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The I Town Diet


We cannot and do not create energy. We can only transfer energy from one state to another. The old Carbon Nation burned coal in its power plants, transferring the potential energy from the coal into water which became steam which drove turbines which turned generators which made the electric power they used to toast bread with clean and convenient resistance heating coils. The same toasters are still in use in Trintico, but the electricity that makes their coils glow comes from the efforts of people walking inside treadwheels. These people don’t make the electricity but transfer it, with their bodys’ metabolisms, from the energy in the food they eat.

The average walkers on I Town’s treadwheels can produce about one kilowatt-hour every three hours they walk and must eat about a thousand Calories for that output. The average walk-day in I Town is ten hours, so the average walker needs 3,300 Calories per day. That’s the average. The little 200–pounder back on the last row of a 40 row wheel can get by with half that—for output. But to maintain his weight he needs to eat at least 2200 Calories. So that’s almost 4000 Calories per day for the smallest walkers. The big Ironclads up at the front weighing in at 500 pounds need over 9000 Calories per day. That's a lot of beef.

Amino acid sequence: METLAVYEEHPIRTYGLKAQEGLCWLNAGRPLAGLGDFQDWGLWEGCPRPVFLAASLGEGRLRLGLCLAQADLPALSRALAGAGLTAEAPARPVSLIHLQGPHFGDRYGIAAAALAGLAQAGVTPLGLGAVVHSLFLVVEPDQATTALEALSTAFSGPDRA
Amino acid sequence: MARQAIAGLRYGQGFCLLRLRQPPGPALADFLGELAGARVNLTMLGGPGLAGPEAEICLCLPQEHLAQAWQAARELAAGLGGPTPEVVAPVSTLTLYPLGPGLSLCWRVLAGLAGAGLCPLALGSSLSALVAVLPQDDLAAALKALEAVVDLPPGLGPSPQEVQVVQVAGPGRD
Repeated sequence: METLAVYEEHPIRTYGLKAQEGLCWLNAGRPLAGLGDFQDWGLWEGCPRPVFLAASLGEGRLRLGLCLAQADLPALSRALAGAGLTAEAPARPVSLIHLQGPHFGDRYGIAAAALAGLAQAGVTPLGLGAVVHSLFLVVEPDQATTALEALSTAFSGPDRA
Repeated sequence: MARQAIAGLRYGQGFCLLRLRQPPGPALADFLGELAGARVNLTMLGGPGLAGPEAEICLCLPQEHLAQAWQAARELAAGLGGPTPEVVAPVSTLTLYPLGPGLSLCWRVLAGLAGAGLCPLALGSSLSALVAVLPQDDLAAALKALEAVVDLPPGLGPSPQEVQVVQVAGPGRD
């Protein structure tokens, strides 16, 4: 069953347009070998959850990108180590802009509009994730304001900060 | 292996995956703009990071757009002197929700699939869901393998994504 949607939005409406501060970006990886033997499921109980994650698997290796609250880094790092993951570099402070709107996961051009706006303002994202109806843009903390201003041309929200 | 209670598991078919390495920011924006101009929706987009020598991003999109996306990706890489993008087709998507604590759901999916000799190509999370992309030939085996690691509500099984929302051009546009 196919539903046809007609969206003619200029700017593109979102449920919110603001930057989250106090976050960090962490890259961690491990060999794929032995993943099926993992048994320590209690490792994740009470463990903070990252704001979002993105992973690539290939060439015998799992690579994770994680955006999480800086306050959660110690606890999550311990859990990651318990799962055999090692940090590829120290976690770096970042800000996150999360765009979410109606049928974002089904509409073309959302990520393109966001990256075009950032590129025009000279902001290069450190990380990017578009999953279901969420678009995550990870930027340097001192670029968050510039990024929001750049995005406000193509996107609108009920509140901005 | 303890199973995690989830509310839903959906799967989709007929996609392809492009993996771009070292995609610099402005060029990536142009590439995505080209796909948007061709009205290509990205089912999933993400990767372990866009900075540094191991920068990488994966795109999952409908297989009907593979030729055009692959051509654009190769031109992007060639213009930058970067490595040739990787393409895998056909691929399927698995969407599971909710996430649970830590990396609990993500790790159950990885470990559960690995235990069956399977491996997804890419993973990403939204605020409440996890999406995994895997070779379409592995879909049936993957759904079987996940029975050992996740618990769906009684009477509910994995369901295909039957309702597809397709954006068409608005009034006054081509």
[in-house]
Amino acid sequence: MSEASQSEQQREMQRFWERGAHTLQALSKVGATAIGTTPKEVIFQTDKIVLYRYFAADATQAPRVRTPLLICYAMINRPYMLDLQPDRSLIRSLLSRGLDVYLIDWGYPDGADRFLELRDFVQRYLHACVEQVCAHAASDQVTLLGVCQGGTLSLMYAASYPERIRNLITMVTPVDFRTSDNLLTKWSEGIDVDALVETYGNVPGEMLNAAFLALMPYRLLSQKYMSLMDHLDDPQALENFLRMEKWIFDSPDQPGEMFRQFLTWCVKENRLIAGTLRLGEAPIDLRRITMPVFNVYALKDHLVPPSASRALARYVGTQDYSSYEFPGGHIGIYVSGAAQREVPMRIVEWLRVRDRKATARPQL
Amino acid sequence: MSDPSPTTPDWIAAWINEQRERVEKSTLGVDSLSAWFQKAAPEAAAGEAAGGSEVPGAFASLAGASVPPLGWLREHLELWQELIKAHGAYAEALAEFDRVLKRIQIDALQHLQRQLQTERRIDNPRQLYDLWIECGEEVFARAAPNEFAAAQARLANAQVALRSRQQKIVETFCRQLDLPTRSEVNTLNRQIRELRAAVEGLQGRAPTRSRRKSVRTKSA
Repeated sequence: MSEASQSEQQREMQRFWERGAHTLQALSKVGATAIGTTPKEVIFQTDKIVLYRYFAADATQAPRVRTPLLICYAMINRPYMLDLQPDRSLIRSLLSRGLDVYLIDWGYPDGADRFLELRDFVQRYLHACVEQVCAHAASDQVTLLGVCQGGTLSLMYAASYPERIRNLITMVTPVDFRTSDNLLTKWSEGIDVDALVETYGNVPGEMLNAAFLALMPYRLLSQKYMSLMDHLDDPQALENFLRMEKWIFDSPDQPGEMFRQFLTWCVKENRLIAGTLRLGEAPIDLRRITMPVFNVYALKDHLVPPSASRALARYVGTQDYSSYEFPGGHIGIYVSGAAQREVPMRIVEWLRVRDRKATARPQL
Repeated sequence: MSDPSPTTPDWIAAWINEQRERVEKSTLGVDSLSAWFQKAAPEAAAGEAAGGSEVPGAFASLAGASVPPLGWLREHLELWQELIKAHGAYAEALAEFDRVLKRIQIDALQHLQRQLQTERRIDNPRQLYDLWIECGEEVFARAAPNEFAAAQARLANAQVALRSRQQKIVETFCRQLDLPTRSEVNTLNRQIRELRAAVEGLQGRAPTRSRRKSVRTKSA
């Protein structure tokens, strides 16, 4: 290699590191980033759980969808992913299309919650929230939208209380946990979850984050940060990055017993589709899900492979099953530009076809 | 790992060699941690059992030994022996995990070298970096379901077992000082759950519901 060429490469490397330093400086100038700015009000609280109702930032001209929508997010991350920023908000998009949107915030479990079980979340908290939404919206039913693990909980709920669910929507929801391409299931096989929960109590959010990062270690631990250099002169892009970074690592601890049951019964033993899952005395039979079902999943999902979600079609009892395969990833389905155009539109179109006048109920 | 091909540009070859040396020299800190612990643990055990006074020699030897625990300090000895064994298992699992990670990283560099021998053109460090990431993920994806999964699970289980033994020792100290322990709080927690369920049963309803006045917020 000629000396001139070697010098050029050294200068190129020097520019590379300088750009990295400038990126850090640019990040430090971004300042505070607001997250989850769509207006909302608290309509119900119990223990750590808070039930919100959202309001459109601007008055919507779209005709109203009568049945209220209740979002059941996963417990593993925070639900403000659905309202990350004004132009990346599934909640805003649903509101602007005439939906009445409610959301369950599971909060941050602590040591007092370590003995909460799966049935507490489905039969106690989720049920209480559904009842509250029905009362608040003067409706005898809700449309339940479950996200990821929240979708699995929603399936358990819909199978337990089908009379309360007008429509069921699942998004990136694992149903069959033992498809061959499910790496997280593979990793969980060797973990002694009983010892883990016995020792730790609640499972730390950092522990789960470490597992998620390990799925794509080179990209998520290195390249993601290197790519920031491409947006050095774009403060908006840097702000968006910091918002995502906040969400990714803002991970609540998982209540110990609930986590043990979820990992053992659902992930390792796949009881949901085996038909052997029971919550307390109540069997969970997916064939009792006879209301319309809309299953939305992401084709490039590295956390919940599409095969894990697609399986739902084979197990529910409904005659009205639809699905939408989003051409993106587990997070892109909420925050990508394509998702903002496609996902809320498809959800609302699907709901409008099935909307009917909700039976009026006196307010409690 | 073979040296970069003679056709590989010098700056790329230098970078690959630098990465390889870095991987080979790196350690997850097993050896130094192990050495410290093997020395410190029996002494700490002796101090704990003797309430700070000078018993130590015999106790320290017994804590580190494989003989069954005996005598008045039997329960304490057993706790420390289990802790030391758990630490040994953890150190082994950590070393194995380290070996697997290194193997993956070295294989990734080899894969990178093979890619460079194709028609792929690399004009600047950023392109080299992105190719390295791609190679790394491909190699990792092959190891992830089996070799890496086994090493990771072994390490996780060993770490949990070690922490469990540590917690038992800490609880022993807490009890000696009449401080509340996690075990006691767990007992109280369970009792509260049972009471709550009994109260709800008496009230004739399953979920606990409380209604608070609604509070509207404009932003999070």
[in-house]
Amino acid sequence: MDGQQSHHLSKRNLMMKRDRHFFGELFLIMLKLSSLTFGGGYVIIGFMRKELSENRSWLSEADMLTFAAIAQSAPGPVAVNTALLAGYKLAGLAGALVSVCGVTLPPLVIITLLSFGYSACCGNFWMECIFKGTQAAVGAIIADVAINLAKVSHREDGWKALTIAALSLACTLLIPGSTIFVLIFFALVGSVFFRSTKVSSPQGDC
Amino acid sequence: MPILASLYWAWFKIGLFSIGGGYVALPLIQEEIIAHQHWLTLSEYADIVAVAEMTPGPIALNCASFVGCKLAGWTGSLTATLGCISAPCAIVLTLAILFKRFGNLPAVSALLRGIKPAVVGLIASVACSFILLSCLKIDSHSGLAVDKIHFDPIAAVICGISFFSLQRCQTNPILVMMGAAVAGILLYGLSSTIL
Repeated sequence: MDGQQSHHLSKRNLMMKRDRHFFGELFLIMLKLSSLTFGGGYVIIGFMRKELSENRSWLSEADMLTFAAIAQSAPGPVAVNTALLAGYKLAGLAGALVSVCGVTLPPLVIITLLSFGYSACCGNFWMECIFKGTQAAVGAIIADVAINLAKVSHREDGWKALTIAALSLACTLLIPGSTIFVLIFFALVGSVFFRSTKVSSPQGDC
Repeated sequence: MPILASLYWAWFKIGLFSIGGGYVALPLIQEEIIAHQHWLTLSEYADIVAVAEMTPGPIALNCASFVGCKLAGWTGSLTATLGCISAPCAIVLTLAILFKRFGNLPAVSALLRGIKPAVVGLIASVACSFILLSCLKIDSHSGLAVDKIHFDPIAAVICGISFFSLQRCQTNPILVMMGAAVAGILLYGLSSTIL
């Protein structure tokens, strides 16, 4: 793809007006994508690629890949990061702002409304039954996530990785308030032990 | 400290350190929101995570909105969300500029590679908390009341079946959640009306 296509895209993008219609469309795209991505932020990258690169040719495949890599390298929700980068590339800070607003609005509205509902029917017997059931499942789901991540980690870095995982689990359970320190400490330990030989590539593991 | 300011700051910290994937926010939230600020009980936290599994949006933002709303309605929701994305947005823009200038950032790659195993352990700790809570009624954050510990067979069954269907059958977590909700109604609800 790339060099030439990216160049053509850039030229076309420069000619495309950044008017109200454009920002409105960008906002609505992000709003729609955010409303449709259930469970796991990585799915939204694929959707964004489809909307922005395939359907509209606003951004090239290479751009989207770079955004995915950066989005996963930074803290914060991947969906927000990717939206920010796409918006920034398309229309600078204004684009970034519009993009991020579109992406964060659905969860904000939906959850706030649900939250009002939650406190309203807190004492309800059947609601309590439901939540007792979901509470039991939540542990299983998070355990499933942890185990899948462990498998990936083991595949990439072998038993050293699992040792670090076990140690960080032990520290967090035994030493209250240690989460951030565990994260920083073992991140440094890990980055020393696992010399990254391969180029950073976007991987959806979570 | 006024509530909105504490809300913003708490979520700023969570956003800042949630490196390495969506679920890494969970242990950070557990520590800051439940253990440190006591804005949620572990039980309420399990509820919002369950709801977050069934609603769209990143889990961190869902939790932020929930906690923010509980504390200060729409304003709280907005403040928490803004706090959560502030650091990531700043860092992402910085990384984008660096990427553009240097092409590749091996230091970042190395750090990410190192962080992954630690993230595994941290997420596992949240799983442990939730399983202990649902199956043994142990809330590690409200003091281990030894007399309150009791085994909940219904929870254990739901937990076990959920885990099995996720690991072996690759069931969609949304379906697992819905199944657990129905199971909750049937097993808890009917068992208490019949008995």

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Go to:

Body-Mass Index
Body Mass Index Calculator at WebMD


fat, protein and carb calories
Compare calories in fat, protein and carbs at NutriStrategy.com


real nutrition is more than just calories
Calcualte nutrient intake, not just calories, at FreeDiet.com


real nutrition is more than just calories
The glycemic index of carb sources shows how fast the carbs are digested. Health.Harvard.edu has a nice GI table.


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